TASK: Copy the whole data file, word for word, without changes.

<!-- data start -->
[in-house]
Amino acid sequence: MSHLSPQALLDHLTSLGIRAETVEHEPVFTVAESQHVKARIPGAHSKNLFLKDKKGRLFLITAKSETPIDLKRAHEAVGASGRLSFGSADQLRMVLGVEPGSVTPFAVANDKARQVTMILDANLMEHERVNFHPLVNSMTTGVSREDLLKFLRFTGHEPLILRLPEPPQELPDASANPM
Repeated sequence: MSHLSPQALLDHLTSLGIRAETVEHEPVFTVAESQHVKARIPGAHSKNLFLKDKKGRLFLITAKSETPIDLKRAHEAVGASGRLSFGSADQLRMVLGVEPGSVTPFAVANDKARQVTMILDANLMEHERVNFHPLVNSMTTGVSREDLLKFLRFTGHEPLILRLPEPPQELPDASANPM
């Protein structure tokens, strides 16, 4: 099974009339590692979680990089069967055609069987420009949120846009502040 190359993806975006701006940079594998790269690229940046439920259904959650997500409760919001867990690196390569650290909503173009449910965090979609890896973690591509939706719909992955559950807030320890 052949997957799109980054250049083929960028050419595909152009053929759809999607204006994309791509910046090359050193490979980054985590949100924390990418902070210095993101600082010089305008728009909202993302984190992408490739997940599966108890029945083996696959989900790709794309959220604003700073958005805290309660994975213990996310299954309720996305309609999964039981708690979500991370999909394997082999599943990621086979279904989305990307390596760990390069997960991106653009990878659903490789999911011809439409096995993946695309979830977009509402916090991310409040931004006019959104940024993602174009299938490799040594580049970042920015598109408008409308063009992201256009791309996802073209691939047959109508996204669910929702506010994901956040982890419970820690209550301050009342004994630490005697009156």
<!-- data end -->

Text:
[in-house]
Amino acid sequence: MSHLSPQALLDHLTSLGIRAETVEHEPVFTVAESQHVKARIPGAHSKNLFLKDKKGRLFLITAKSETPIDLKRAHEAVGASGRLSFGSADQLRMVLGVEPGSVTPFAVANDKARQVTMILDANLMEHERVNFHPLVNSMTTGVSREDLLKFLRFTGHEPLILRLPEPPQELPDASANPM
Repeated sequence: MSHLSPQALLDHLTSLGIRAETVEHEPVFTVAESQHVKARIPGAHSKNLFLKDKKGRLFLITAKSETPIDLKRAHEAVGASGRLSFGSADQLRMVLGVEPGSVTPFAVANDKARQVTMILDANLMEHERVNFHPLVNSMTTGVSREDLLKFLRFTGHEPLILRLPEPPQELPDASANPM
């Protein structure tokens, strides 16, 4: 099974009339590692979680990089069967055609069987420009949120846009502040 190359993806975006701006940079594998790269690229940046439920259904959650997500409760919001867990690196390569650290909503173009449910965090979609890896973690591509939706719909992955559950807030320890 052949997957799109980054250049083929960028050419595909152009053929759809999607204006994309791509910046090359050193490979980054985590949100924390990418902070210095993101600082010089305008728009909202993302984190992408490739997940599966108890029945083996696959989900790709794309959220604003700073958005805290309660994975213990996310299954309720996305309609999964039981708690979500991370999909394997082999599943990621086979279904989305990307390596760990390069997960991106653009990878659903490789999911011809439409096995993946695309979830977009509402916090991310409040931004006019959104940024993602174009299938490799040594580049970042920015598109408008409308063009992201256009791309996802073209691939047959109508996204669910929702506010994901956040982890419970820690209550301050009342004994630490005697009156």